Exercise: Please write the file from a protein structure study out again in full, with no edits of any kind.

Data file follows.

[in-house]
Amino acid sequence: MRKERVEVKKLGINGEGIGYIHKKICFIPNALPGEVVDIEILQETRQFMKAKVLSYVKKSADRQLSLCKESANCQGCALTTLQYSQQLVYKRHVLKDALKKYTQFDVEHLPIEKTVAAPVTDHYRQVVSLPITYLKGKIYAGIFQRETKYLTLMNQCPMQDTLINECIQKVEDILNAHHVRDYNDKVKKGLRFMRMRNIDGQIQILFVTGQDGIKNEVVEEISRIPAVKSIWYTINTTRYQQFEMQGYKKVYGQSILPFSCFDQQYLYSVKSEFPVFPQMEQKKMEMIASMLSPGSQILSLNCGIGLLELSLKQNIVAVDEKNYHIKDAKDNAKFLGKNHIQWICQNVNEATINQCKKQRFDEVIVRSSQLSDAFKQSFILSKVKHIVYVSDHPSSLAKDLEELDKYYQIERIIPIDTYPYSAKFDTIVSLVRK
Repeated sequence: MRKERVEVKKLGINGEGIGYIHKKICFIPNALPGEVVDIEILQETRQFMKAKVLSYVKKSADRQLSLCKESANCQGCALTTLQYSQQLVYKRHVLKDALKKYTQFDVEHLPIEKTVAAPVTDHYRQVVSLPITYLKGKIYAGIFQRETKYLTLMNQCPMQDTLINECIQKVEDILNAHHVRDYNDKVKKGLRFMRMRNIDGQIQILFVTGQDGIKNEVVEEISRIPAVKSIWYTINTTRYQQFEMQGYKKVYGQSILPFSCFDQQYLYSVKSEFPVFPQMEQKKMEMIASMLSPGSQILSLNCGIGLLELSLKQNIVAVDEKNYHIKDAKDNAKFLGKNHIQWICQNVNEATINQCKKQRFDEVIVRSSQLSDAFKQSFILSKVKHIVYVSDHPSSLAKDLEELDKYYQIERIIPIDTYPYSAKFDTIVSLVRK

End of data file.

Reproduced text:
[in-house]
Amino acid sequence: MRKERVEVKKLGINGEGIGYIHKKICFIPNALPGEVVDIEILQETRQFMKAKVLSYVKKSADRQLSLCKESANCQGCALTTLQYSQQLVYKRHVLKDALKKYTQFDVEHLPIEKTVAAPVTDHYRQVVSLPITYLKGKIYAGIFQRETKYLTLMNQCPMQDTLINECIQKVEDILNAHHVRDYNDKVKKGLRFMRMRNIDGQIQILFVTGQDGIKNEVVEEISRIPAVKSIWYTINTTRYQQFEMQGYKKVYGQSILPFSCFDQQYLYSVKSEFPVFPQMEQKKMEMIASMLSPGSQILSLNCGIGLLELSLKQNIVAVDEKNYHIKDAKDNAKFLGKNHIQWICQNVNEATINQCKKQRFDEVIVRSSQLSDAFKQSFILSKVKHIVYVSDHPSSLAKDLEELDKYYQIERIIPIDTYPYSAKFDTIVSLVRK
Repeated sequence: MRKERVEVKKLGINGEGIGYIHKKICFIPNALPGEVVDIEILQETRQFMKAKVLSYVKKSADRQLSLCKESANCQGCALTTLQYSQQLVYKRHVLKDALKKYTQFDVEHLPIEKTVAAPVTDHYRQVVSLPITYLKGKIYAGIFQRETKYLTLMNQCPMQDTLINECIQKVEDILNAHHVRDYNDKVKKGLRFMRMRNIDGQIQILFVTGQDGIKNEVVEEISRIPAVKSIWYTINTTRYQQFEMQGYKKVYGQSILPFSCFDQQYLYSVKSEFPVFPQMEQKKMEMIASMLSPGSQILSLNCGIGLLELSLKQNIVAVDEKNYHIKDAKDNAKFLGKNHIQWICQNVNEATINQCKKQRFDEVIVRSSQLSDAFKQSFILSKVKHIVYVSDHPSSLAKDLEELDKYYQIERIIPIDTYPYSAKFDTIVSLVRK